Very, very, interesting.I did not realise we

could this get this close to the moon. What

sort of mag, are we talking about here.

The most I have ever got,was about 450x,

with out distortion.Very clear, that night.

Steve

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Very, very, interesting.I did not realise we

could this get this close to the moon. What

sort of mag, are we talking about here.

The most I have ever got,was about 450x,

with out distortion.Very clear, that night.

Steve

This is an image that ! took on Sunday night

16534244588_8eac2927e9_b.jpgCopernicus March 2015

I used a Celestron C11 with a PowerMate 2.5 and a Chameleon camera. The small crater on the walls of Copernicus (at the 9 o'clock position) is 3Km in diameter. With my kit, each pixel is covering about 400 metres of Lunar surface. The Apollo LM is 9.44 metres from tip-to-tip of the landing pads.   That'll give an idea of the the problem.

That's taken from sea level. Someone higher, with a larger scope would get better resolution

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One of the more common questions asked about viewing the Moon seems to be whether it's possible to see the flag planted on the Moon during the first landing.

Ignoring the issue of atmospheric stability, The maths is fairly straightforward to show that to be able to do so you'd need a telescope with an aperture of something like twenty-three metres.  That's more than twice as big as the largest optical scopes currently in existence.  Even the HST isn't anywhere near big enough for the job.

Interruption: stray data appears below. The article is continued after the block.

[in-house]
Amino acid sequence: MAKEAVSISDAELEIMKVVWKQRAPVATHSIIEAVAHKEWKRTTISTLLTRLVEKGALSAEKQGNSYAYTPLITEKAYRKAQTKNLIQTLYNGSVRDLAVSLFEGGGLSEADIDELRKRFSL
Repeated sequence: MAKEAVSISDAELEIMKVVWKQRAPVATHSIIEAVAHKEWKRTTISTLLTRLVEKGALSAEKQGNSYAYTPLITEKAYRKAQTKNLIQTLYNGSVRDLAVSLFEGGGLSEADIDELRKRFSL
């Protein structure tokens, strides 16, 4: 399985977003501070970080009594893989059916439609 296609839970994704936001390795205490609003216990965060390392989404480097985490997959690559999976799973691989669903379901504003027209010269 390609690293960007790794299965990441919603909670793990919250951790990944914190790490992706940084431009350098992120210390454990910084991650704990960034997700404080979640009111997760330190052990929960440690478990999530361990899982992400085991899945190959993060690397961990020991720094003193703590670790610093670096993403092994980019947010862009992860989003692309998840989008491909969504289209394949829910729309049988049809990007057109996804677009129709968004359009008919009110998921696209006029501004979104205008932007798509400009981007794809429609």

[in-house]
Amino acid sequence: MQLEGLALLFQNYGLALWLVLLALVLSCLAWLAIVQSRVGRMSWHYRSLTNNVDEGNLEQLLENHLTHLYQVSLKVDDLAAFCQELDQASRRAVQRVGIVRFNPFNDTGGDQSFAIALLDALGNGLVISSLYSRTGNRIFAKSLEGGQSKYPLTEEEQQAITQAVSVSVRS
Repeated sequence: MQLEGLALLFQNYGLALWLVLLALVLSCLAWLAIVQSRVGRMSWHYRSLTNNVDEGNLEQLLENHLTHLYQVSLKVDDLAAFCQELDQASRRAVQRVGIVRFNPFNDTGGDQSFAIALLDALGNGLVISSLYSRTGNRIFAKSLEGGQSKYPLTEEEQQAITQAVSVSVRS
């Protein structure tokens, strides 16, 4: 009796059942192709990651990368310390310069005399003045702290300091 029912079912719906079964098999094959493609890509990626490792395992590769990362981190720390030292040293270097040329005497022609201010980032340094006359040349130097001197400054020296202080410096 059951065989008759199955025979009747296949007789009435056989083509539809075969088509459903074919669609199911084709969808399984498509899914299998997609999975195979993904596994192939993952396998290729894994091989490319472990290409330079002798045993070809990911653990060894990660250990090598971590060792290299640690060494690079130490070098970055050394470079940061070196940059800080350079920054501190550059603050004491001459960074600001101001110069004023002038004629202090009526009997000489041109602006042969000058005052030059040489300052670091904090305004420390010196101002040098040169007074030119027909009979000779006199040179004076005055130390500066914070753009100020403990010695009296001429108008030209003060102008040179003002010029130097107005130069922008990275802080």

Metres? I seem to recall seeing an article that worked out that to see the flag would need a mirror kilometres wide

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Metres? I seem to recall seeing an article that worked out that to see the flag would need a mirror kilometres wide

Perhaps my memory is failing me.  You may be right.  It's an age thing :D

James

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As I attended an astronomy course in Nice, I asked the same question to the astrophysicist Jean-Pierre Rivest (working at the CNRS) he kindly proceded to make the calculation on the blackboard for me ;)

blackboard

Unfortunatly I forgot the exact size, but it was something in the range of a 100/200m miror diameters to resolve 2 meters (size of the rover). I could be way off, but I know it was something really big ! And; as Naf already said, atmosheric fluctuation would be an issue.

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We were given this sum to do on the UCLAN Introduction to Astronomy course. I can't remember the answer but from memory it might have involved aluminizing the continent of Africa - after some laborious grinding and polishing, of course...

Olly